Make Connections

Network, Get Answers, Find Members in Your Area, and More!

Forums » Accounting & Financial Management

Who to contact? Lawyer or Accountant?

    • 20 posts
    January 18, 2008 11:58 AM EST
    Hi there,

    In short when the business that I`m in with my partner (of which I still don`t own any shares after 4 1/2 years of work) needed some business credit cards I opened up an American Express card to help out. I didn`t realize at that time that I was personally guaranteeing the card. I thought it was on our business line because it`s never shown up in my personal credit report.

    Well, fast forward to now, the company now owes a good deal on the cards and have defaulted on payments so AMEX called me and it`s hitting my personal record pretty soon.

    What protections do I have being that this is a business card as far as payment is concerned? I know it`s a debt that the business has incurred but how do I shoulder it on the companies books and not me personally?

    What kind of lawyer do I need to contact to get advice on this issue?

    It`s frustrating needless to say. I`m getting out of this business soon but also wanted to make sure everything is ok with the credit card payments and what not.

    ~Allen

    • 20 posts
    January 19, 2008 4:01 AM EST
    Yeah, what you all have said is what I`ve come to the conclusion on. The account is cancelled already and we`re trying to figure out a payment plan for the card. It will definately get paid off, even if I have to work 3 jobs over the next 10 years to pay it off.

    Just frustrating that`s for sure.

    Lesson learned: Get ownership papers in a company before you start working and don`t depend on the good word of the others and secondly don`t open up a credit card for the company unless you own the company yourself. Cause no one else will treat it as important as you will.

    Life goes on.

    Thanks for the advice and comments.

    ~Alllen

    • 59 posts
    January 18, 2008 5:19 PM EST
    Almost all credit cards want a person tied to the responsibility of the card instead of a business.  They know many businesses will fail and may leave with a great deal on the credit card, but they know they can do more with an individual.  The credit card companies don`t care what the business did or does and just wants to get paid.  You should contact an attorney to see if you have any rights, but you may get the debt as far as the credit card company goes.  Stop any charges to the account immediately!!!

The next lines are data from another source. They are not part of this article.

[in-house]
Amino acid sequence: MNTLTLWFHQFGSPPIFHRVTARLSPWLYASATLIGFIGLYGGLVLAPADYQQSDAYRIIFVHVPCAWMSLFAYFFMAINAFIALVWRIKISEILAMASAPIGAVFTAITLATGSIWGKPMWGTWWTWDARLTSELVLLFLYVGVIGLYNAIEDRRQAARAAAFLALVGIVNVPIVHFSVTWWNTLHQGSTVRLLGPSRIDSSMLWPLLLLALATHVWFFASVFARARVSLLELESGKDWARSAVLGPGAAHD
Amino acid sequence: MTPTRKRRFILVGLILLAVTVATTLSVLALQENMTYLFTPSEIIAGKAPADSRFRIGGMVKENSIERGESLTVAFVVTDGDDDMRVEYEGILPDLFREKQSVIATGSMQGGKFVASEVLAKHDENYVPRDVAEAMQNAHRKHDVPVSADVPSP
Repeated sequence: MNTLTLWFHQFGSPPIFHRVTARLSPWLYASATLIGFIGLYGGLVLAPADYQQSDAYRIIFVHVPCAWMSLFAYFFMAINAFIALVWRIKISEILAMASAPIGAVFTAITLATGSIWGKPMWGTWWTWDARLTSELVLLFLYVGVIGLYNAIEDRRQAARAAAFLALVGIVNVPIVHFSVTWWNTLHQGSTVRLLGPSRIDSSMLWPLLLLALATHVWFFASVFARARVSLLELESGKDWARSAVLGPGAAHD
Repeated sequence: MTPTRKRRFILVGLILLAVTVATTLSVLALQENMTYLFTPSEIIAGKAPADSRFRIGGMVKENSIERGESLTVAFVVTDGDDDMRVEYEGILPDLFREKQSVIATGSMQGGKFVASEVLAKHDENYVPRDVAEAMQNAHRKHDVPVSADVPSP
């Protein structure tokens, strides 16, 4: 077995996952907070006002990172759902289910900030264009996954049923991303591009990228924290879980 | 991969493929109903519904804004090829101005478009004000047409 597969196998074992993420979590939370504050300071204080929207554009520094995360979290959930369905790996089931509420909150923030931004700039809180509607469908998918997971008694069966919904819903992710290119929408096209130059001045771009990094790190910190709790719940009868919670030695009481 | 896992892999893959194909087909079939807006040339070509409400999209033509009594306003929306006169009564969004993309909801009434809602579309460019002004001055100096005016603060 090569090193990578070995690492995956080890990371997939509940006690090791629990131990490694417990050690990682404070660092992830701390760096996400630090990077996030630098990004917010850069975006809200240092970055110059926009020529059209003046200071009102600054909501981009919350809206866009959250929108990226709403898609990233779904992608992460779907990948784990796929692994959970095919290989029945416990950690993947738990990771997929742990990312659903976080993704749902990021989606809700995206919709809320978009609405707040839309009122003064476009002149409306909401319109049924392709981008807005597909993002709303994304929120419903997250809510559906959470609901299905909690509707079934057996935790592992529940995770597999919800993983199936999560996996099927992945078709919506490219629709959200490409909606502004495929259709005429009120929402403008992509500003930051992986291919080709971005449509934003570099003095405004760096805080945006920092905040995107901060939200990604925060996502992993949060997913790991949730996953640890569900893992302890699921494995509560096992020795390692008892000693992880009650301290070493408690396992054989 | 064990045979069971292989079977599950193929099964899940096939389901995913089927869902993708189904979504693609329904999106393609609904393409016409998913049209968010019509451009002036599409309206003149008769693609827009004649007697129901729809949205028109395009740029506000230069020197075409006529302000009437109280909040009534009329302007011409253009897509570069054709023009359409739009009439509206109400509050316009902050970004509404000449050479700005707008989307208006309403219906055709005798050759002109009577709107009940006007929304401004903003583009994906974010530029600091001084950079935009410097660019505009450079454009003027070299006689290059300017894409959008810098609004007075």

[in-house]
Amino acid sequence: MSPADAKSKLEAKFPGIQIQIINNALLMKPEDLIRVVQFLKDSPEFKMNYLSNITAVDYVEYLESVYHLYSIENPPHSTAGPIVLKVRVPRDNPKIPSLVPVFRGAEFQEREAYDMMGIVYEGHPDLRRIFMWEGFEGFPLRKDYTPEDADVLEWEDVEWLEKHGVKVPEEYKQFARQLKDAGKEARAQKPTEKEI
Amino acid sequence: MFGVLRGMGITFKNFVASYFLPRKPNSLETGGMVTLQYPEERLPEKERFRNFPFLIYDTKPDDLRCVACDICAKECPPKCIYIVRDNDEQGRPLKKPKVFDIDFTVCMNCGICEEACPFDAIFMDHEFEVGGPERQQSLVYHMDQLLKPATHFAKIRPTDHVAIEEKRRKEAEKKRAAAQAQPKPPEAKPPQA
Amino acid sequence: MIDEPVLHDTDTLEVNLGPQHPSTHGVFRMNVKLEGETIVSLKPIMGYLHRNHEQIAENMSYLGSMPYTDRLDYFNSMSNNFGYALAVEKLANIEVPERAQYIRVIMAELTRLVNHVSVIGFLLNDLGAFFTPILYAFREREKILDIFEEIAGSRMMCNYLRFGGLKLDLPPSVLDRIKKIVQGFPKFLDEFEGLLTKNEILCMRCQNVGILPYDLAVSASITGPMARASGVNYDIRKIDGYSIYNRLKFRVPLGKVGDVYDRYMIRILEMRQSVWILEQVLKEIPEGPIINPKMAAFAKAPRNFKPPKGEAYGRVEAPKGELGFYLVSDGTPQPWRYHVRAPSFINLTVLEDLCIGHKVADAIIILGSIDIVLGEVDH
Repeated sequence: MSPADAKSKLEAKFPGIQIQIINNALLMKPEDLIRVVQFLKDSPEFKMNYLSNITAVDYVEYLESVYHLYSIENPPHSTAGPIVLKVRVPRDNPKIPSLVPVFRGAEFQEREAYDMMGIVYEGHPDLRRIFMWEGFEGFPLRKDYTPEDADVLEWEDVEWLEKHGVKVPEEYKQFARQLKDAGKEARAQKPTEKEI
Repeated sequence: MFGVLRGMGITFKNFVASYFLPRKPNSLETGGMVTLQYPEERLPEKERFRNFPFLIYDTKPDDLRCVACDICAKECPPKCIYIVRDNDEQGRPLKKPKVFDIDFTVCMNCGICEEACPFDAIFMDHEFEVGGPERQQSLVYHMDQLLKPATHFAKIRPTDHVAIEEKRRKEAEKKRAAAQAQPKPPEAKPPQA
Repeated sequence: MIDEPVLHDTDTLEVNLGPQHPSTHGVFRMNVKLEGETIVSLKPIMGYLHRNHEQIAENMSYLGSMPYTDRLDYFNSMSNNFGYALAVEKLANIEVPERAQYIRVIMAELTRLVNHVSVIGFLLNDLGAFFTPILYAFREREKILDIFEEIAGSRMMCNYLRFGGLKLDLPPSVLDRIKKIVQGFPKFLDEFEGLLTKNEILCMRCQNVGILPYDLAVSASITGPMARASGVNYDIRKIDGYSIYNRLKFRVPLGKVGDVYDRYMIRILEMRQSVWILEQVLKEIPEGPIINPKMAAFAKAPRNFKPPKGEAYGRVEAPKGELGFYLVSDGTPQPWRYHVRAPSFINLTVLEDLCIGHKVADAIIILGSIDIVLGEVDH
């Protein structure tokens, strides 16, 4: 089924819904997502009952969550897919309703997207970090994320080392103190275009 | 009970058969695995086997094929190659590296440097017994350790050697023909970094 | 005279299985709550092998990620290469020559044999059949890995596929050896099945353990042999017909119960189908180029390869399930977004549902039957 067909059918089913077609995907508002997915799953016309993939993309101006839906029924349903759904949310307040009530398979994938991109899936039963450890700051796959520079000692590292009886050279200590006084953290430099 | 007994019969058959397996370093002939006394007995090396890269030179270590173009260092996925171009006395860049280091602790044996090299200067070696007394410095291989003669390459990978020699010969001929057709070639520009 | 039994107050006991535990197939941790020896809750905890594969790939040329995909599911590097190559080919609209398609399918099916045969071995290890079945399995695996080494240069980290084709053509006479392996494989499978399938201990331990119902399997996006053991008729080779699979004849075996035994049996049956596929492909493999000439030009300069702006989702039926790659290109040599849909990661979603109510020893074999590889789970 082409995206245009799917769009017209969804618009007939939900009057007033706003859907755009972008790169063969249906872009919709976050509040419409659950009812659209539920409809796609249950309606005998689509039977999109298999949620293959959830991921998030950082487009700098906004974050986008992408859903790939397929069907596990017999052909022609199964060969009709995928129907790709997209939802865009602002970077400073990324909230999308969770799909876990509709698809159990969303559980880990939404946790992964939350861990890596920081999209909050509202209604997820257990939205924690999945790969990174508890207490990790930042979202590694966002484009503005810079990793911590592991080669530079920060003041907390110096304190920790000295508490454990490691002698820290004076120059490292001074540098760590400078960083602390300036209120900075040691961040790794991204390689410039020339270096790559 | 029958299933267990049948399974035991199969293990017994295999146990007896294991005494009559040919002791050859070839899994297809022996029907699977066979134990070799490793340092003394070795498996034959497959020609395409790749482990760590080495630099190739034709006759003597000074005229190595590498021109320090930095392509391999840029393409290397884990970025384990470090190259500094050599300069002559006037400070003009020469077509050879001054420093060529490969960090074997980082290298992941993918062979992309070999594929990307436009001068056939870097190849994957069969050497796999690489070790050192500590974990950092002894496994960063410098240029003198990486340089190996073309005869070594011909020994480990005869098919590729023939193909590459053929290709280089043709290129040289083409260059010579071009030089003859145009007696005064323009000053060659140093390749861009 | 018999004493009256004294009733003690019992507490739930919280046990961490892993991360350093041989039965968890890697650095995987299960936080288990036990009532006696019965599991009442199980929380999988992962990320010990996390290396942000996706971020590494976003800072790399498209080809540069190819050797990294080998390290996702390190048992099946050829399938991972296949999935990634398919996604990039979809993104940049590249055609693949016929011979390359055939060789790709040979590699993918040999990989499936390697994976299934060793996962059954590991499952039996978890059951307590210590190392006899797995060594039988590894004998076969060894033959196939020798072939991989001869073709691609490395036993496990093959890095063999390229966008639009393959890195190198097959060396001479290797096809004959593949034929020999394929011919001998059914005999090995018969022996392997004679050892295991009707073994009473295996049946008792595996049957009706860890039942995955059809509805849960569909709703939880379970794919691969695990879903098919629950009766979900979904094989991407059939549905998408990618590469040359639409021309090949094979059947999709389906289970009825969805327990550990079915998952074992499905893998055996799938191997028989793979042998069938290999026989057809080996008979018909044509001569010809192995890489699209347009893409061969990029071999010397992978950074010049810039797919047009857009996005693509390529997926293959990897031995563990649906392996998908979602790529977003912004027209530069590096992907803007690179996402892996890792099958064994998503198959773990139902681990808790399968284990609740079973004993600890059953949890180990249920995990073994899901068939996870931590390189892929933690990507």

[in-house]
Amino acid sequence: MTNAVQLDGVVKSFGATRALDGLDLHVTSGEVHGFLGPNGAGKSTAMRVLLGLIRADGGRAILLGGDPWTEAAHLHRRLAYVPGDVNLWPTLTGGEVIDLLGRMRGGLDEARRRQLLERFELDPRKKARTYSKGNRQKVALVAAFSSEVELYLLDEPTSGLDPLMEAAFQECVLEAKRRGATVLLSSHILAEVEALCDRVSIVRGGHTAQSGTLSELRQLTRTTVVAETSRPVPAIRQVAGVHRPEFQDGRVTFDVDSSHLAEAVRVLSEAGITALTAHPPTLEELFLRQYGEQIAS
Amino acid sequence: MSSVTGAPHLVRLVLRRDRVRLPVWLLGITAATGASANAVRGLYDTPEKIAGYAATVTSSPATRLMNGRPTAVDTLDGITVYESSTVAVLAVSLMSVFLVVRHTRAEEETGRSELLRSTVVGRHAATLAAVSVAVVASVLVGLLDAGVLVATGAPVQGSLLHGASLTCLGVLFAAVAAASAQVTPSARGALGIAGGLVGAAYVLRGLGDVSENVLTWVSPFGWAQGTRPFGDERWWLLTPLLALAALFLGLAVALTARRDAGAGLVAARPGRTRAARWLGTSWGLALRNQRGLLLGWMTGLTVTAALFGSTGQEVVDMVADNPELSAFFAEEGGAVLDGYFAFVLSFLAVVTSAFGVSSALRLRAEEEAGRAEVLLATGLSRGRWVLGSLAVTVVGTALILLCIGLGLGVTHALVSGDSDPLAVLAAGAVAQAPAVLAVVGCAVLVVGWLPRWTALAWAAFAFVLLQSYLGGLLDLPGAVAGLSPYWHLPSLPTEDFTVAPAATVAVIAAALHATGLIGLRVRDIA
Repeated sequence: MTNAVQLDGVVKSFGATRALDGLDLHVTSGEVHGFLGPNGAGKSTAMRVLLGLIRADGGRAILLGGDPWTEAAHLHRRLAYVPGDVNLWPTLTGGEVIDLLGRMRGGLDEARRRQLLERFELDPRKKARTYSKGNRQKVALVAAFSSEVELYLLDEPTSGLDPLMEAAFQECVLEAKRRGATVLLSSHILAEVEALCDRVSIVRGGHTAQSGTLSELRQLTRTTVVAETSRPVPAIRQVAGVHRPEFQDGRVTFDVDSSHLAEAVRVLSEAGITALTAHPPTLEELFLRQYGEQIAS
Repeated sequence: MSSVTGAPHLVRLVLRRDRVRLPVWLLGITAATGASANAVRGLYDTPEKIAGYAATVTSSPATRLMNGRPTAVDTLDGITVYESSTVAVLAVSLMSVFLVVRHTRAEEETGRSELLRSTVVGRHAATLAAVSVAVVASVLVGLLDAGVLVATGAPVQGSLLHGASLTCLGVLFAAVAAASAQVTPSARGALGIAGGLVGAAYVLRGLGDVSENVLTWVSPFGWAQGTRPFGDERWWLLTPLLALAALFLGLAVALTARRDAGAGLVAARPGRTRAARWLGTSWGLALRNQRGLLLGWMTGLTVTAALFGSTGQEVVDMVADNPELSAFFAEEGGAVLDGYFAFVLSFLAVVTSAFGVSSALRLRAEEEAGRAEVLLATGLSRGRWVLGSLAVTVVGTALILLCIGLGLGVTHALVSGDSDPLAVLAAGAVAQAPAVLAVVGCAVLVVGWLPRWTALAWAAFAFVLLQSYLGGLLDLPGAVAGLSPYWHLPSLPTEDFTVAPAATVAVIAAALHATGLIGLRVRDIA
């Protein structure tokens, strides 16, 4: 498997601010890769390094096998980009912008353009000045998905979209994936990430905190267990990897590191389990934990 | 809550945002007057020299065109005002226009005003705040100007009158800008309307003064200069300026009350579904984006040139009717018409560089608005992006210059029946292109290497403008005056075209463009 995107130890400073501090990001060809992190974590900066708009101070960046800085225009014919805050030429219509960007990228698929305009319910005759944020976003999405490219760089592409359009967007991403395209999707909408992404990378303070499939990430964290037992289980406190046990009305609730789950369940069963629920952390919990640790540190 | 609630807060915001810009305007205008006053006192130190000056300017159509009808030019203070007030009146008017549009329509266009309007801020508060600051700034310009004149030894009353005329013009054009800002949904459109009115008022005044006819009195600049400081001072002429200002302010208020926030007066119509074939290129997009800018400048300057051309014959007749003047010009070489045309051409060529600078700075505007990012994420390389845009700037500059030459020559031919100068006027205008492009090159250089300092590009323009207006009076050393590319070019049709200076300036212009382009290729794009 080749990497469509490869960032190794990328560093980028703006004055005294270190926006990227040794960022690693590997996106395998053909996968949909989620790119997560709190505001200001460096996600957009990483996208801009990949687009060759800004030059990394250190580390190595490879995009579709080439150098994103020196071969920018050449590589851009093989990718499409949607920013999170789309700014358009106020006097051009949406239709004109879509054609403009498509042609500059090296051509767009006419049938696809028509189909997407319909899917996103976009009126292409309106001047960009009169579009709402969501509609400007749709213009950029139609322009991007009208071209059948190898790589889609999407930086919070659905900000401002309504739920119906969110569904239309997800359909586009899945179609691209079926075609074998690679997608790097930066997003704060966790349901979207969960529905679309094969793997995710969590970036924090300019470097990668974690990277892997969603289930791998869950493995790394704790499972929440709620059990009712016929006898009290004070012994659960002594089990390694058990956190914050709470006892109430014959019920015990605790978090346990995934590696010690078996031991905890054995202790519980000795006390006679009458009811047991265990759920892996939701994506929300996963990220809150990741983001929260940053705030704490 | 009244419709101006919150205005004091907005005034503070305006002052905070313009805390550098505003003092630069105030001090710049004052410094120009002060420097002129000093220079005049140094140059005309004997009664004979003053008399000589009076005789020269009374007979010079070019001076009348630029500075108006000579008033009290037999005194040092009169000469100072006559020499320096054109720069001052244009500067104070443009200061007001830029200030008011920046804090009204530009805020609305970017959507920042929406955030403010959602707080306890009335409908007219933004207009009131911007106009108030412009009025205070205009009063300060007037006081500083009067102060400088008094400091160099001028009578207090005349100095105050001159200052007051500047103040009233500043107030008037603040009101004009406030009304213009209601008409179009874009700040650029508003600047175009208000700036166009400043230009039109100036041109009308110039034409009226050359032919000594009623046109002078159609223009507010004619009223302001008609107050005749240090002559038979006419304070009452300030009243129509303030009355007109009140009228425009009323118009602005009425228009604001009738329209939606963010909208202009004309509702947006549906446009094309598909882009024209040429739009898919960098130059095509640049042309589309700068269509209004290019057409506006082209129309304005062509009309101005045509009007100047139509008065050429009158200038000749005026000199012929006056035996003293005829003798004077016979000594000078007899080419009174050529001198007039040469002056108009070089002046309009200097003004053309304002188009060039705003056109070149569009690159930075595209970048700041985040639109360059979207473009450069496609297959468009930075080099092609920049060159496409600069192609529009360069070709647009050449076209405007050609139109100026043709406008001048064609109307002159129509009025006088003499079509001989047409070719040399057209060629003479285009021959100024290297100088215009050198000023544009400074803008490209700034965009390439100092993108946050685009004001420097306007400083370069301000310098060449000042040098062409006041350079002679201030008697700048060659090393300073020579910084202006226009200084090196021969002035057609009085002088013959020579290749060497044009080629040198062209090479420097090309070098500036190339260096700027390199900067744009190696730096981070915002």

---
    Natalie Berrett
    Part of the largest and fastest growing bookstore franchises in the world!
    100% Money Back Satisfaction Guarantee!
    www.MyBookWise.com/LiveWise
    FREE Preferred Customer Membership.
    Save up to 42% on books, CDs, DVDs, and college textbooks. Video games are coming soon.
    A portion of the profits goes towards helping abused kids and fighting illiteracy.

    • 434 posts
    January 18, 2008 1:57 PM EST
    I think that you`re stuck.  You didn`t say how much money is at stake here, but this is NOT a business card.  You used your credit and your name, address, etc. to open the account, so you do owe the money to Amex.  And they will get it from you, not the company.  It doesn`t matter to them what the card was used for, it was your card and you will pay.

    Your claim is against the company.  Again, if it is below $10K then you would be lucky to break even hiring a criminal lawyer to sue the company for fraud.  You might have better luck in small claims court where the maximum award is usually around $5,000 (depends on the state).

    However, I sense something that wasn`t said.  You probably have nothing, not even a memo from the company that ties their purchases to them.  In court they will likely claim that it was a personal contribution to the company (I.E. a "gift") and does not need to be repaid.

    Maybe you can ask the company IN WRITING that they either give you the cash to pay the Amex bill or to give you all items and equipment purchased on your card.  You want their response IN WRITING.

    Next, call Amex and try to work out a payment plan.

    I hope that you are just young and inexperienced rather than older and really stupid.  What have you learned here?

    ---
    Steve Mann
    Internet Videographer
    MannMade Digital Video
    My Email


    • 434 posts
    January 19, 2008 8:00 AM EST
    How much money are you talking about?

    Have you tried writing the company a letter asking for the money or the equipment purchased on your card?  If you want to pursue it in small claims court, the limit is usually $5,000 in most states.  Some are higher, some lower.  The "demand" letter is a prerequisite to a small claims suit.  You stand a pretty good chance that the company will inadvertently admit their fraud.  By the way, if the company is not incorporated, you sue both the company and the principal owner.  This way if the company is broke, you may still get a judgement against the principal owner.

    ---
    Steve Mann
    Internet Videographer
    MannMade Digital Video
    My Email